Royal Mountain Records Creates Mental Health Fund for Its Artists
The bands will not need to repay the label for the expenses
Published Feb 05, 2019Making a career as a recording artist can take its physical and mental toll, but Toronto's Royal Mountain Records is looking to lighten the load for its artists with the creation of a fund to assist acts in getting treatment for mental health and addictions issues.
As the Toronto Star reports, artists signed to the label will have access to $1,500 to confidentially spend on mental wellness at their discretion. The paper adds that a memo circulated to the roster notes that the money "will NOT be a recoupable label expense. To reiterate, the bands will NOT need to pay the label back for these expenses."
"It's literally an everyday occurrence where you run into something," Hollerado frontman and label boss Menno Versteeg told the Star. "In every band you know, there are people who are in art because they have something inside them that needs to come out, and often a professional helping that thing come out will serve a totally different purpose than it coming out just through your art."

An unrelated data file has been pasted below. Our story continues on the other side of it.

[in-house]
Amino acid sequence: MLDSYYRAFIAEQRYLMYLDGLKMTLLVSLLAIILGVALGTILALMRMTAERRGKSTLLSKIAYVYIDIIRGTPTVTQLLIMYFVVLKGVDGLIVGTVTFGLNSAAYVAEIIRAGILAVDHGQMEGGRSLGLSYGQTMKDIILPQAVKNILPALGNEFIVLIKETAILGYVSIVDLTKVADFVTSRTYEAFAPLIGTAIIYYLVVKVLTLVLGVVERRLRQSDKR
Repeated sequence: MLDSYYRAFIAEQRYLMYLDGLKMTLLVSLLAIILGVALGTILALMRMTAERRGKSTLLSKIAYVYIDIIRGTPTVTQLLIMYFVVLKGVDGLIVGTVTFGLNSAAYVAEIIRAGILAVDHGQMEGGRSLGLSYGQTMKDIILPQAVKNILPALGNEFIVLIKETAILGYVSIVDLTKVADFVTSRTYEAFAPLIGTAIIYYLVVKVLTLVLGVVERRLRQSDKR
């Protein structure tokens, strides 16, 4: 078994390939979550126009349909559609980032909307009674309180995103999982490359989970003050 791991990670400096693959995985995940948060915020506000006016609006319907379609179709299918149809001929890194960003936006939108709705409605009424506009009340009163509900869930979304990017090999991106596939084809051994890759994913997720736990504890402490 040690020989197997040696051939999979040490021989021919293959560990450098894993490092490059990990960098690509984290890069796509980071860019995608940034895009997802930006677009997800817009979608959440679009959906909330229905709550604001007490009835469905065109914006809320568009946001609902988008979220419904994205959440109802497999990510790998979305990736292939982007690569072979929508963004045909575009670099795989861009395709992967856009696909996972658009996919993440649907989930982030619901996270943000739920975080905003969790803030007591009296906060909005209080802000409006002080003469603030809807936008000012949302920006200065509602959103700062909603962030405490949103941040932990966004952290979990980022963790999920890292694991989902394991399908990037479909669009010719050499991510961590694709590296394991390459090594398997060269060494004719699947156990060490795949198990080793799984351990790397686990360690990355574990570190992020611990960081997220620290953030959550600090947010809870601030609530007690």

He continued: "I don't want to say it runs deeper in any industry — I'm not friends with a lot of bankers so I don't know — but there's a normalization of mental illness in the arts. It's like, 'Of course that person's suicidal, he's an artist.' That idea that great art comes through pain, there's a lot of truth to that, but that doesn't mean that you need to live in pain your entire life and exist in pain."
The Star reports that Versteeg has been contacted by two private donors willing to donate "significant" dollars to the wellness fund. Royal Mountain's artist roster includes Alvvays, Calpurnia, Mac DeMarco, Nightseeker, U.S. Girls, Ought and more.
"The music industry is late nights and long days and hard work for low pay and big highs and big lows," Versteeg said. "That's just built into it, and people want to be part of it because they love music and they love the emotion behind it. And these are all things that lend themselves to this stuff...It's not my job to be, like, 'You need help.' But I want people to know 'This is real, it's there and if you need it or maybe your bandmates think you need it and they can convince you, here's some money. It's there.'"
You can read Versteeg's complete interview about the label's initiative here.